1.3.2 According to Article 33 (1) GDPR, the notification to the supervisory authority should be made within 72 hours. If the notification is made later, it should be accompanied by the reasons for the delay. The notification to the data subject should be made without undue delay. According to recital 86, such communications to data subjects should be made as soon as reasonably feasible and in close cooperation with the supervisory authority. For example, the need to mitigate an immediate risk of damage would call for prompt communication with data subjects whereas the need to implement appropriate measures against continuing or similar personal data breaches may justify more time for communication.

1.3.3 According to the Finnish DPA, the notification should be made by using an electronic form that can be found here.

1.4 What are the penalties, fines or risks in failing to notify, either by the DPA or in litigation?

  • The GDPR has two levels of fines. The first is up to EUR 10,000,000 or 2 % of the company’s global annual turnover of the previous financial year, whichever is higher. The second is up to EUR 20,000,000 or 4 % of the company’s global annual turnover of the previous financial year, whichever is higher. The fines and other penalties for infringements are considered on a case-by-case basis and thus take more than one criterion into consideration. In Finland, the fines are imposed by the Sanctions Panel, which is composed of the DPA and the deputy DPA’s (Data Protection Act Section 24).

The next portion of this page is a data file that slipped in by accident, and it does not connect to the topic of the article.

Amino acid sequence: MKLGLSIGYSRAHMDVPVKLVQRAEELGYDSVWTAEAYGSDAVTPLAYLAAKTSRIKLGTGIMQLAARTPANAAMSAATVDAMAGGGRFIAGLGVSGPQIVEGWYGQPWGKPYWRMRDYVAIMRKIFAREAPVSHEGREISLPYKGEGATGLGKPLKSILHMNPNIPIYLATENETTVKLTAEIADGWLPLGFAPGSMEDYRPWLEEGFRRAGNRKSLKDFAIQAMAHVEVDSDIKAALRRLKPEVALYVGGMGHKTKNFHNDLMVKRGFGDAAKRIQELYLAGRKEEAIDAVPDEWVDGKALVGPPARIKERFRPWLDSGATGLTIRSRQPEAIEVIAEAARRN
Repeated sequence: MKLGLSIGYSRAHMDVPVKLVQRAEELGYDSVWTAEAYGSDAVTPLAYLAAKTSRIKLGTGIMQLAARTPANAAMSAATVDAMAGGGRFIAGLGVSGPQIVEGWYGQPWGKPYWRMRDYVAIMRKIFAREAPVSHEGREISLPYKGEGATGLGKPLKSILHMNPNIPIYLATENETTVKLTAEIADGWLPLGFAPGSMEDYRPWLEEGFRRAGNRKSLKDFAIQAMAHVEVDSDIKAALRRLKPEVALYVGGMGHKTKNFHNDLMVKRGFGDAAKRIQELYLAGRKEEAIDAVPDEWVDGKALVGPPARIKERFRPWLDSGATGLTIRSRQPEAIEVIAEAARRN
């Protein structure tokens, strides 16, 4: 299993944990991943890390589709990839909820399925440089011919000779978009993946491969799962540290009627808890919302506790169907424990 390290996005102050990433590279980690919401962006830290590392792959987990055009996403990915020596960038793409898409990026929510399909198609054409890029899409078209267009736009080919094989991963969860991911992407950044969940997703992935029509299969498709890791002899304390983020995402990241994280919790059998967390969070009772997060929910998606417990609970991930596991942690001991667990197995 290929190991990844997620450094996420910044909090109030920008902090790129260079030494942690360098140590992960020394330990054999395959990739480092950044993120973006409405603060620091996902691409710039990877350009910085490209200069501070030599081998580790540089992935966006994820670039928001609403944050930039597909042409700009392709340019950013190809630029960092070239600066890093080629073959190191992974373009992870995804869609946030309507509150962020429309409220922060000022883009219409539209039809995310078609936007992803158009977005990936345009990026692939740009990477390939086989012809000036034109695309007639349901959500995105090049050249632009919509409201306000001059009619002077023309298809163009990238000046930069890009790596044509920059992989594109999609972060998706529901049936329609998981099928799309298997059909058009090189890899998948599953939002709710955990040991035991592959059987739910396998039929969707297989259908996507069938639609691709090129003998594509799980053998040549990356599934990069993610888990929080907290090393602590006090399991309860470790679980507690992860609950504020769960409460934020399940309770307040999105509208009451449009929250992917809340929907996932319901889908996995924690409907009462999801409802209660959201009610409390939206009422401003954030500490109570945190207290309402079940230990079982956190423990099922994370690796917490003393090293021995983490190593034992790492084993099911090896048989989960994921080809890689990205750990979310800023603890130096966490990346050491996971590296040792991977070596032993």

• The lower fines (EUR 10,000,000 or 2 % of turnover) include infringements of notification obligations to data protection authorities or data subjects (Article 83 (4) lit. a) GDPR). According to Article 58 GDPR, the DPAs can also impose other, lighter sanctions, such as warnings or reprimands. The EDPB has released Guidelines on the application and setting of administrative fines for the purposes of the Regulation 2016/679. Criminal sanctions do not apply to controllers or processors.